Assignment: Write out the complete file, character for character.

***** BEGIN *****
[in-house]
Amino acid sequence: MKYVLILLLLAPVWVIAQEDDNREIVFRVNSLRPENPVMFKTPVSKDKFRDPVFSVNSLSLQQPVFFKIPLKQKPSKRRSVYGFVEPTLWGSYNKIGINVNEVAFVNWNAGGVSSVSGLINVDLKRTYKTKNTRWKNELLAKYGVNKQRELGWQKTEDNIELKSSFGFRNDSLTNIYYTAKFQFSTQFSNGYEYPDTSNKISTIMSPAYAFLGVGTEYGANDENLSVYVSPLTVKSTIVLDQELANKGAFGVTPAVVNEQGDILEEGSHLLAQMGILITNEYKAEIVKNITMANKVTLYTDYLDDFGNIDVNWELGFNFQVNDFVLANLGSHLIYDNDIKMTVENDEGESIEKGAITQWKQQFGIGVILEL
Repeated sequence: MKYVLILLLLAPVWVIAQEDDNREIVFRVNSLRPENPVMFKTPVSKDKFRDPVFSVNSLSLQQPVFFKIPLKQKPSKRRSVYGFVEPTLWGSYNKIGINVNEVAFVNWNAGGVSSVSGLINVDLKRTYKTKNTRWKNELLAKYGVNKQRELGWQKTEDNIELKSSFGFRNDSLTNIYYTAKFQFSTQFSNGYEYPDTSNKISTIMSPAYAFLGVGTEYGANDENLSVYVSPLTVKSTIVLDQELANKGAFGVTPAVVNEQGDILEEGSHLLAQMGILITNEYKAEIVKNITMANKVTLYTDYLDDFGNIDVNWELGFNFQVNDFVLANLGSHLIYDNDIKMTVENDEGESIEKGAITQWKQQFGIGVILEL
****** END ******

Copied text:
[in-house]
Amino acid sequence: MKYVLILLLLAPVWVIAQEDDNREIVFRVNSLRPENPVMFKTPVSKDKFRDPVFSVNSLSLQQPVFFKIPLKQKPSKRRSVYGFVEPTLWGSYNKIGINVNEVAFVNWNAGGVSSVSGLINVDLKRTYKTKNTRWKNELLAKYGVNKQRELGWQKTEDNIELKSSFGFRNDSLTNIYYTAKFQFSTQFSNGYEYPDTSNKISTIMSPAYAFLGVGTEYGANDENLSVYVSPLTVKSTIVLDQELANKGAFGVTPAVVNEQGDILEEGSHLLAQMGILITNEYKAEIVKNITMANKVTLYTDYLDDFGNIDVNWELGFNFQVNDFVLANLGSHLIYDNDIKMTVENDEGESIEKGAITQWKQQFGIGVILEL
Repeated sequence: MKYVLILLLLAPVWVIAQEDDNREIVFRVNSLRPENPVMFKTPVSKDKFRDPVFSVNSLSLQQPVFFKIPLKQKPSKRRSVYGFVEPTLWGSYNKIGINVNEVAFVNWNAGGVSSVSGLINVDLKRTYKTKNTRWKNELLAKYGVNKQRELGWQKTEDNIELKSSFGFRNDSLTNIYYTAKFQFSTQFSNGYEYPDTSNKISTIMSPAYAFLGVGTEYGANDENLSVYVSPLTVKSTIVLDQELANKGAFGVTPAVVNEQGDILEEGSHLLAQMGILITNEYKAEIVKNITMANKVTLYTDYLDDFGNIDVNWELGFNFQVNDFVLANLGSHLIYDNDIKMTVENDEGESIEKGAITQWKQQFGIGVILEL